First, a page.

Thirty years ago today, the world experienced the greatest nuclear accident in mankind’s history – the meltdown and catastrophic explosion of the fourth reactor block at the V.I Lenin Chernobyl Nuclear Power Plant.
In the following weeks and months, a countless quantity of radioactive fallout drifted across Europe as ‘liquidators’ battled to control the disaster at the plant and prevent a further explosion that would have decimated much of Ukraine and Belarus, leaving much of Europe uninhabitable for generations to come.
Today we give thanks and remember those who gave their lives in this duty – the fire-fighters, plant workers, military personnel, civilians, and more, who saved the world from a much worse disaster.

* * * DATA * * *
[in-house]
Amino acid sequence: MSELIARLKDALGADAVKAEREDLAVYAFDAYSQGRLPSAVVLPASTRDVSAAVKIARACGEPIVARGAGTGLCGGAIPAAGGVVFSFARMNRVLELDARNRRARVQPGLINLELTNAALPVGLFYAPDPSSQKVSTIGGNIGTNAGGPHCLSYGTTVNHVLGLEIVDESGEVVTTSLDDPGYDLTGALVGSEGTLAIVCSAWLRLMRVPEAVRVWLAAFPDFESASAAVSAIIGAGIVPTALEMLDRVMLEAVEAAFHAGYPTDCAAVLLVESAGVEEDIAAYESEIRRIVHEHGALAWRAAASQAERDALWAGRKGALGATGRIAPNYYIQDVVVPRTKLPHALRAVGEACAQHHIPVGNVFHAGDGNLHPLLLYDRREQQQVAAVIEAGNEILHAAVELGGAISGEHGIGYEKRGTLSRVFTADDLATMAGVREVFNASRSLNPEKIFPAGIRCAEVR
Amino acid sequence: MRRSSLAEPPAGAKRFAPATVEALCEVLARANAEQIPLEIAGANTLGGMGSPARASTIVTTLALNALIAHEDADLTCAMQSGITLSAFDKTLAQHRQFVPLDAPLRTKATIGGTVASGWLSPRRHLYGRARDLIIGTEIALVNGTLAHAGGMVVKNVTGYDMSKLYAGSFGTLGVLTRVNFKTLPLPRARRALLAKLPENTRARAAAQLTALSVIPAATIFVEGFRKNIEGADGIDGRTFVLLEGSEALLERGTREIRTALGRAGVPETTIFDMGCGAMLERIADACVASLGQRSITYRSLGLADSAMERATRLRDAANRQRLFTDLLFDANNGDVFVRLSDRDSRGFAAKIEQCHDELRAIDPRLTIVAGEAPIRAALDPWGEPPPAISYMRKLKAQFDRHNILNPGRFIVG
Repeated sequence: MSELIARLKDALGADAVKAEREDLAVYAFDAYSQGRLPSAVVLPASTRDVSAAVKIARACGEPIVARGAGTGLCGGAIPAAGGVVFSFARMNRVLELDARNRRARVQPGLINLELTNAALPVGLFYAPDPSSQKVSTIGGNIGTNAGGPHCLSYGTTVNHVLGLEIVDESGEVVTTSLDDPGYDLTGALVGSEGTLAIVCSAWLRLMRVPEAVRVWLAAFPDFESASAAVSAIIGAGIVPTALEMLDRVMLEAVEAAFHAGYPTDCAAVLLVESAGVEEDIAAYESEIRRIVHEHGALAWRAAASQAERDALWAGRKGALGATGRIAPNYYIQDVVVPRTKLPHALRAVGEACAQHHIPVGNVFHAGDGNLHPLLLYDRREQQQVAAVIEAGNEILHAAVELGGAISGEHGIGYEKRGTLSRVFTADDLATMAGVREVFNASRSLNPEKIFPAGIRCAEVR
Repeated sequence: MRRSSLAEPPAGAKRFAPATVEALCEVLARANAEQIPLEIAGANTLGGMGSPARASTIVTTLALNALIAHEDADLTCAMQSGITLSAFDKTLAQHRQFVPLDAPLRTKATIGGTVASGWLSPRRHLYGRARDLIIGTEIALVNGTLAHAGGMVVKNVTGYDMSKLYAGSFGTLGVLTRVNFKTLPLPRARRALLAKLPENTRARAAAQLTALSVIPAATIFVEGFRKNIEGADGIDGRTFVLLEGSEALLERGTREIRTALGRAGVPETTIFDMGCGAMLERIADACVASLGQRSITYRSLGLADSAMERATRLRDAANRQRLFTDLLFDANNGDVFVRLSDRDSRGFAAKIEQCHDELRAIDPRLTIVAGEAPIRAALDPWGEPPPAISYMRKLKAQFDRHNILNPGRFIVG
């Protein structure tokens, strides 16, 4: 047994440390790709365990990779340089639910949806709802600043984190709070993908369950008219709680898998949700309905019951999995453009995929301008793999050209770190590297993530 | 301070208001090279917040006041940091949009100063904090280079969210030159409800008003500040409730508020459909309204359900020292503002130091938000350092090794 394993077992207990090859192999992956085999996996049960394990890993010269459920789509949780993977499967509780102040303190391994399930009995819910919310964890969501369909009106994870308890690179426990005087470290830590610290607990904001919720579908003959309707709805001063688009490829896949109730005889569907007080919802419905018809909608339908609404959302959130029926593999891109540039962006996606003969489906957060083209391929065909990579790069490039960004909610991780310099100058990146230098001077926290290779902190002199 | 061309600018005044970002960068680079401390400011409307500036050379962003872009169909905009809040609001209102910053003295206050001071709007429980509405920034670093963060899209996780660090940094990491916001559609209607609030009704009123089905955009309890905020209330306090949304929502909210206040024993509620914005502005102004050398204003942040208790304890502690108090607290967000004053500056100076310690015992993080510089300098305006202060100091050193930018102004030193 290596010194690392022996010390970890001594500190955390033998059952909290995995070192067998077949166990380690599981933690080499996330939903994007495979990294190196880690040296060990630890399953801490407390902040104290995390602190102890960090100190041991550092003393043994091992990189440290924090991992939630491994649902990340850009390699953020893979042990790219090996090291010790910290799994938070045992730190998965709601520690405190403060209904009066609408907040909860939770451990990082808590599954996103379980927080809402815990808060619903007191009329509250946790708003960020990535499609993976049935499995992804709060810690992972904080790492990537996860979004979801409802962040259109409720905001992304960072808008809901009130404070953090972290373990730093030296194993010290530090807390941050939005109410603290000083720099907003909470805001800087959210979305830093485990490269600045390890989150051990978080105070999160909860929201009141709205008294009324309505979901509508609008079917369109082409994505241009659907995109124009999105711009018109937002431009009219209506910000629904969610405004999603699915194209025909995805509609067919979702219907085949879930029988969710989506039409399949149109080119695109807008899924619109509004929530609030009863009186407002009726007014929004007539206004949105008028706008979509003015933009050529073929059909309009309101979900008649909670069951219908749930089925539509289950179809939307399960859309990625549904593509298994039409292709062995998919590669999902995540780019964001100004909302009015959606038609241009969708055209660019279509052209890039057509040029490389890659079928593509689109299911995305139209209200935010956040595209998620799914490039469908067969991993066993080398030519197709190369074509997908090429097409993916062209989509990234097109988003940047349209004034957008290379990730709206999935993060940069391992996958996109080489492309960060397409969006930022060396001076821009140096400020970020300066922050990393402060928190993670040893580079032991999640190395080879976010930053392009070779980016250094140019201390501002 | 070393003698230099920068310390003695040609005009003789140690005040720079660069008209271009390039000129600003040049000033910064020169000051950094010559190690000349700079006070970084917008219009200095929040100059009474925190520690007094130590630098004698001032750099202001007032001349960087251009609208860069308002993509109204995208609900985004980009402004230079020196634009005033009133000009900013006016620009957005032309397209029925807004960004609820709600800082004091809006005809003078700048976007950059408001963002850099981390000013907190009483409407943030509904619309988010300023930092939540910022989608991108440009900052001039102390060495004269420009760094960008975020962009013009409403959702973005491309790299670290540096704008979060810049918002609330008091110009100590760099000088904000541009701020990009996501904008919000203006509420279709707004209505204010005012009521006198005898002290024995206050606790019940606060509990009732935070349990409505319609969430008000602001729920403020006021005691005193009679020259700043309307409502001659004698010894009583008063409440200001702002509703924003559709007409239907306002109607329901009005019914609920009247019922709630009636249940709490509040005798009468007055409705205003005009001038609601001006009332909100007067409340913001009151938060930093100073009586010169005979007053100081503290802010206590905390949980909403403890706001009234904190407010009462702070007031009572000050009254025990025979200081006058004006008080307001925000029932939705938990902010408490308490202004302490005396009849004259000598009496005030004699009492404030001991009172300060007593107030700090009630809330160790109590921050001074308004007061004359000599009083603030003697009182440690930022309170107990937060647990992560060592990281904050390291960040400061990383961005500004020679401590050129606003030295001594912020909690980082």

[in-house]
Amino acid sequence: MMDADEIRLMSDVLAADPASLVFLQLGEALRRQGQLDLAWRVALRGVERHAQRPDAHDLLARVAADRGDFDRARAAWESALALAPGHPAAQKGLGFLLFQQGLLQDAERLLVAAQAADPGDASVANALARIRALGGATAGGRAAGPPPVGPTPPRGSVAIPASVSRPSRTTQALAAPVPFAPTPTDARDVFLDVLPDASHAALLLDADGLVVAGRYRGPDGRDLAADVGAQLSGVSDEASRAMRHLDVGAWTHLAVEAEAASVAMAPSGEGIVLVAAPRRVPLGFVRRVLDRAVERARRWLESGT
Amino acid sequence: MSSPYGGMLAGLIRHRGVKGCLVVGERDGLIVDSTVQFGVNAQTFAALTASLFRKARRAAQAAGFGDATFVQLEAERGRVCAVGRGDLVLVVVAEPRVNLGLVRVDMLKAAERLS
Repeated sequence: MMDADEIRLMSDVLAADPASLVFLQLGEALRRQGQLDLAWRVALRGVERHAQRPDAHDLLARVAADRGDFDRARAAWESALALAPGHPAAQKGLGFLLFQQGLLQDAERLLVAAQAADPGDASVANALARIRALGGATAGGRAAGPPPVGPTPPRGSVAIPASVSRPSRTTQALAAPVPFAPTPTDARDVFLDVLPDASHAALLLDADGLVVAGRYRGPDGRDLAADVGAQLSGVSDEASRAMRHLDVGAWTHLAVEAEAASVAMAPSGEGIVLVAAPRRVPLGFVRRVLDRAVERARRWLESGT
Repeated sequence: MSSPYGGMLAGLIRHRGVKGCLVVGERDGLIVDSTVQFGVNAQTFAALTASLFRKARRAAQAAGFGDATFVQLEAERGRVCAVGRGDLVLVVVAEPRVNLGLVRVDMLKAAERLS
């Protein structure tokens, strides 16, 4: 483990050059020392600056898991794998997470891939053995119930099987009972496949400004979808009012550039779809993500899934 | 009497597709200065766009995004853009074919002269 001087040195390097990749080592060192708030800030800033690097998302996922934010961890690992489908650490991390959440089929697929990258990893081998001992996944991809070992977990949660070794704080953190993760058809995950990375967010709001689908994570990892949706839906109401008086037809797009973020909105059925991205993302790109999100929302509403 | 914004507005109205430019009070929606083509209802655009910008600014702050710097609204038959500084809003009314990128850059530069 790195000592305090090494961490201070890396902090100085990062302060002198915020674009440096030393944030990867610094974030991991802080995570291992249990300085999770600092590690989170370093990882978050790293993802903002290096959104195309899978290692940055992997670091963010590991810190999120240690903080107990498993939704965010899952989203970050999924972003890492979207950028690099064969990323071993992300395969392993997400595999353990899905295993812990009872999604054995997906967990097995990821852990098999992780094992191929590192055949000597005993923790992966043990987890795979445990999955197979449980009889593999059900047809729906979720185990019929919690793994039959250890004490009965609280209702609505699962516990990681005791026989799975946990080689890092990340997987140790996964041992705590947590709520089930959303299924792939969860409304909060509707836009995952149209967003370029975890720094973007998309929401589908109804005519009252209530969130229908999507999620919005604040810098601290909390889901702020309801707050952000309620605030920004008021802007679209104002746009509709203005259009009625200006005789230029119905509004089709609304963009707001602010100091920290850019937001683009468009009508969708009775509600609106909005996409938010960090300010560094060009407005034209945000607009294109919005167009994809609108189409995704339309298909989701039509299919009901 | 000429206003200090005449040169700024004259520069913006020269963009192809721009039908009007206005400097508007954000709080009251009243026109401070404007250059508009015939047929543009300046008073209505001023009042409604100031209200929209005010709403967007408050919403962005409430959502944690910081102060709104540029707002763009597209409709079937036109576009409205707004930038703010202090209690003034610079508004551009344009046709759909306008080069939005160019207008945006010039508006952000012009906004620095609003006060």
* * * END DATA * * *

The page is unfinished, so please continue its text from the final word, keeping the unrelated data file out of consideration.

We remember those who built the sarcophagus around the destroyed reactor unit and cleared the radioactive debris from the plant, who buried entire villages to seal their radioactivity beneath the earth, and all those who worked tirelessly to help.
We also think of all those who have suffered ill-health, lost their homes, or even their lives due to the effects of the disaster itself.
We must remember that human beings are fallible creatures, and while nuclear power is a great benefit to mankind, we must not over-reach the bounds of nature too quickly, nor become complacent, lest we suffer the consequences.
Chernobyl – 26/04/1986